“If we look at different species of felines as opposed to species of canines, we will find that teaching takes place with cats − house cats, cheetahs, caracals, etc. − whereas with dogs there is none. The reason is that dogs hunt in a pack, so as a pup you can acquire the experience you need simply by joining the pack. You observe and imitate the behaviors and the responses. Felines, in contrast, are solitary animals that do not live in a society (with the exception of lions, which do not teach), and therefore for them the task of hunting requires teaching. It’s known, for example, that house cats do something similar to what the meerkats do: the mother cat brings a live mouse and releases it next to its kittens, so they will chase and hunt it.”
Have your studies taught you anything about humans?
“As a species whose behavior is extremely complex, we of course need to learn thousands of things which are difficult or impossible to learn alone. So, the existence of human teaching is not surprising. We are a cooperative species, so that if I invest in teaching you something, I increase your fitness and thereby increase our advantage as a group − so I too gain.
“At the same time, I think we do not always acknowledge the fact that among humans the teaching and learning mechanisms are sometimes based on very simple forms of stimulus and response, just like among other animals. In other words, not only the complex content which the teacher or the parent transmits is learned, but also the small things he does without being aware of them.”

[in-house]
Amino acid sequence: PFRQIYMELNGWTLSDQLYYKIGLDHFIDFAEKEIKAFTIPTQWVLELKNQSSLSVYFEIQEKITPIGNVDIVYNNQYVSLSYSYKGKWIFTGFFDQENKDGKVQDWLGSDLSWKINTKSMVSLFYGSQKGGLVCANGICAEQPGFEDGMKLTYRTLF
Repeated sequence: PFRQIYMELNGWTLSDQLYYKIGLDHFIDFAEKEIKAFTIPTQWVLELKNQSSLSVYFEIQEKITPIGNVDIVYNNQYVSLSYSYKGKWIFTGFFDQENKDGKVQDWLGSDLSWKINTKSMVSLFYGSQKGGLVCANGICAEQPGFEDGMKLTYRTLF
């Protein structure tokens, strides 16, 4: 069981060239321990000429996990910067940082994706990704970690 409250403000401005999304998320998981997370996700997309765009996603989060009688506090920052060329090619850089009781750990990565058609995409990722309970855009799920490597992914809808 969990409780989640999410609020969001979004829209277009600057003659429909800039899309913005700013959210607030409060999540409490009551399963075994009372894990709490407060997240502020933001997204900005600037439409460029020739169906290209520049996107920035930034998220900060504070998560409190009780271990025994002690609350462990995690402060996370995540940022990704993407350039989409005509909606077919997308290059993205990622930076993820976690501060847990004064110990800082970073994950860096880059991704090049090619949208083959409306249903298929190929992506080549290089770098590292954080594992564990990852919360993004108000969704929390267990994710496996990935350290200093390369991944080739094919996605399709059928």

A natural skill
“Teaching is a natural cognitive ability,” says Prof. Sidney Strauss, formerly chief scientist at the Education Ministry and presently a lecturer and researcher at the College for Academic Studies, Or Yehuda. “In one form or another, teaching is found in all cultures and all societies − West and East, modern and ancient, among hunter-gatherers, farmers and in the industrial age,” he says. “In one of the oldest human texts – a Sumerian document dating from 4,000 years ago – students complain about their teacher and about the difficulty of his class. So, apparently complaints about teaching are also natural.
“The cognitive ability that makes teaching possible develops very early. By the age of 3, toddlers are able to teach their friends the rules of a simple game they have just learned. Even infants are equipped with a basic mechanism which is needed for teaching – for example, when they correct someone who did not insert a particular object into the right slot.
“That was why, when I met one of the world’s leading experts on the subject of learning in monkeys a few years ago, I was astonished to discover that among the chimpanzees − the closest species to us − teaching does not exist at all. Learning among them is based primarily on imitation. The big question, then, is how teaching, which is so crucial for humans, emerged. I am not talking about teaching in school, of course, but in life itself.
“For some years, I have been trying to promote research into teaching and extend it beyond the currently recognized discipline, which refers only to human beings and the modern period. I want to examine teaching also in cognitive, anthropological and biological terms, and to hold workshops with leading experts, like the one to which I invited Dr. Alex Thornton. I believe that a multidisciplinary discussion can help us formulate new and fruitful insights about the essence of teaching.”